Ghana Police suspend interdiction of officers implicated in Bugri Naabu leaked tape probe

Ghana Police suspend interdiction of officers implicated in Bugri Naabu leaked tape probe

The Ghana Police Service has halted the suspension of three high-ranking officers who were previously implicated in a leaked audio recording purportedly outlining a plot to remove Inspector General of Police (IGP) Dr. George Akuffo Dampare.

A statement issued by the police, dated September 7, said the suspension of interdiction is aimed at safeguarding the ongoing parliamentary inquiry, ensuring that it proceeds without any potential biases.

The statement goes on to clarify that disciplinary proceedings against these officers, namely COP George Alex Mensah, Superintendent Emmanuel Eric Gyebi, and Superintendent George Lysander Asare, will commence upon the conclusion of the parliamentary investigation.

This development stems from the interdiction of these officers on Thursday, September 7, following the emergence of a leaked audio recording in which they were heard allegedly plotting with former NPP Northern Regional Chairman, Bugri Naabu, to remove IGP Dr. George Akuffo Dampare.

During his appearance before the parliamentary committee, COP George Mensah accused IGP Dr. George Akuffo Dampare of mismanaging the Police Service and cited a decline in the morale of police officers under his leadership.

COP Mensah also acknowledged his involvement in politics, though he refrained from specifying his party affiliation. His comments in the leaked tape echoed sentiments that the IGP's removal was essential for the New Patriotic Party's (NPP) success in the 2024 elections.

However, COP Mensah vehemently contested the authenticity of the tape, asserting that it had been tampered with and did not accurately represent his original conversation with Daniel Bugri Naabu.

Similarly, Supt. George Asare contended that portions of the audio recording were doctored and accused the IGP of orchestrating the recording.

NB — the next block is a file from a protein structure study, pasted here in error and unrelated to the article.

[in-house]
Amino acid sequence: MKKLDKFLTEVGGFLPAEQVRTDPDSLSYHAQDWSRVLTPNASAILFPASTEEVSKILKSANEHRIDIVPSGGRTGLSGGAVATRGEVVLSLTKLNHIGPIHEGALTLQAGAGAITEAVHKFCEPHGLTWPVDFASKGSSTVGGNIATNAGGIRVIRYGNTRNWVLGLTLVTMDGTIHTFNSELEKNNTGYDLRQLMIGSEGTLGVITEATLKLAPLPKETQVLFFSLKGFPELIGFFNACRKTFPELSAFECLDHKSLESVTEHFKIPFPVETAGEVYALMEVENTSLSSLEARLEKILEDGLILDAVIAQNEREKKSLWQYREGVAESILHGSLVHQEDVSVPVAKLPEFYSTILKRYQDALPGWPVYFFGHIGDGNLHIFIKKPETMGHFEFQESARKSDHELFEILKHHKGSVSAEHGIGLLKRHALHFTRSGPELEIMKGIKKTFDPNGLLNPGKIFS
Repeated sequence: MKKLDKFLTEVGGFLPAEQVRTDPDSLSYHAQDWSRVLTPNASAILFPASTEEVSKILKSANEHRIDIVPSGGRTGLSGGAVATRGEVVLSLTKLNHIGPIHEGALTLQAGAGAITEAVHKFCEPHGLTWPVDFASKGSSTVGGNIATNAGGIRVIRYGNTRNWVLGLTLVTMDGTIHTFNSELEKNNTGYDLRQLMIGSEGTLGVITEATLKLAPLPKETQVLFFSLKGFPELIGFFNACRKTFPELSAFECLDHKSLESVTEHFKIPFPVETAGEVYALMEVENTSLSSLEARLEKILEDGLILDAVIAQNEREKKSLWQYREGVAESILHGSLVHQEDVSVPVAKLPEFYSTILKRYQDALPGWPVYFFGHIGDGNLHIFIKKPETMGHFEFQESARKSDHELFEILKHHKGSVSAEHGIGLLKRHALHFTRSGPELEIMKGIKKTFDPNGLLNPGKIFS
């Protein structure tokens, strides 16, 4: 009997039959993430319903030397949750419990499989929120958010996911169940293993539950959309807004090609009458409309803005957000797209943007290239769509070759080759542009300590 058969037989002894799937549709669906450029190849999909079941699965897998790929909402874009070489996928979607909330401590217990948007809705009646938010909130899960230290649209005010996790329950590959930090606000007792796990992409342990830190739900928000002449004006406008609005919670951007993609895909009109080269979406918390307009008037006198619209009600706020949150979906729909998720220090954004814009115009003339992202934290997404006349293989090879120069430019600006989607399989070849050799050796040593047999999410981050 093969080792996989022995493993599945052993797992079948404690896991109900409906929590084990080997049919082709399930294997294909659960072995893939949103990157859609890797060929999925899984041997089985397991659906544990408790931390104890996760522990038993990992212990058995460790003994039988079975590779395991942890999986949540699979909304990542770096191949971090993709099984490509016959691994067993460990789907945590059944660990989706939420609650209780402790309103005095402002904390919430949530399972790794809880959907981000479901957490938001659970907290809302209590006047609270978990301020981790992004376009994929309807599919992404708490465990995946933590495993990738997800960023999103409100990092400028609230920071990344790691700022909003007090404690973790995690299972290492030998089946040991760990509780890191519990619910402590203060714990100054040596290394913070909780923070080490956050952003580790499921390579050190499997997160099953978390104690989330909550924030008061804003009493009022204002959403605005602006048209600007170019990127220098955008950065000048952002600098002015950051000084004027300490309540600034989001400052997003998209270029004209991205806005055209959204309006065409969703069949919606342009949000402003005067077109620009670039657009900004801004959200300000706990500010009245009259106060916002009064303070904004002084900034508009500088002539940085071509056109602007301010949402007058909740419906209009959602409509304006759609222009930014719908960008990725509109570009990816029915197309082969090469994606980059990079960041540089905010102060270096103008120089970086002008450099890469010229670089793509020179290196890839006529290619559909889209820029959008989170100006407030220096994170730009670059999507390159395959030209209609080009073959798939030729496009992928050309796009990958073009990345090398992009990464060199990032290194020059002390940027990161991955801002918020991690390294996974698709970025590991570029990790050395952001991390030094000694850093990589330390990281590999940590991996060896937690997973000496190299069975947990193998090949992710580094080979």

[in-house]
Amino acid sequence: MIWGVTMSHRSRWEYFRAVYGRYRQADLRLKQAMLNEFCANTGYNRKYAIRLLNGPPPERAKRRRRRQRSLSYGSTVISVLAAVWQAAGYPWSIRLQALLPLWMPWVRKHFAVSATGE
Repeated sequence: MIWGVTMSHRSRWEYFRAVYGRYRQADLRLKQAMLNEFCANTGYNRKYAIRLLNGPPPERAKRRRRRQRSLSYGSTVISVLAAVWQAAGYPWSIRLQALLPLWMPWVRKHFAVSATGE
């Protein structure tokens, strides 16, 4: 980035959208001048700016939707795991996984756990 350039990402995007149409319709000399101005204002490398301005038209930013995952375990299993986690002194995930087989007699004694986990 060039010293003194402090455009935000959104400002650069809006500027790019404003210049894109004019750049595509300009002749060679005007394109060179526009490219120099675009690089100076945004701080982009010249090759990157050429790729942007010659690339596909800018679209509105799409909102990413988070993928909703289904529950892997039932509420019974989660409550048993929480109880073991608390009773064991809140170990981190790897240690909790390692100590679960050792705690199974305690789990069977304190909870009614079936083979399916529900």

In a significant turn of events, a new audio recording emerged on Monday, casting doubt on the authenticity of the original recording. This revelation surfaced after COP George Mensah and Supt. George Asare testified that segments of the original tape in evidence had been manipulated.

Samuel Atta Akyea, the Chairman of the Parliamentary Committee overseeing the investigation, disclosed this information to the media following Monday's proceedings. He indicated that the committee would decide whether to hold an in-camera hearing based on the evidence presented.

He clarified that the committee would listen to the new tape and review its transcript to determine the next steps. Additionally, stakeholders may be summoned with their legal representatives for cross-examination and discussion.

Nevertheless, he said the committee will exercise caution concerning national security implications and may conduct certain aspects of the inquiry in a closed-door session.

The current sitting of the committee has been adjourned indefinitely as members deliberate on the best course of action. The emergence of this new audio recording has introduced a fascinating twist to the ongoing investigation.

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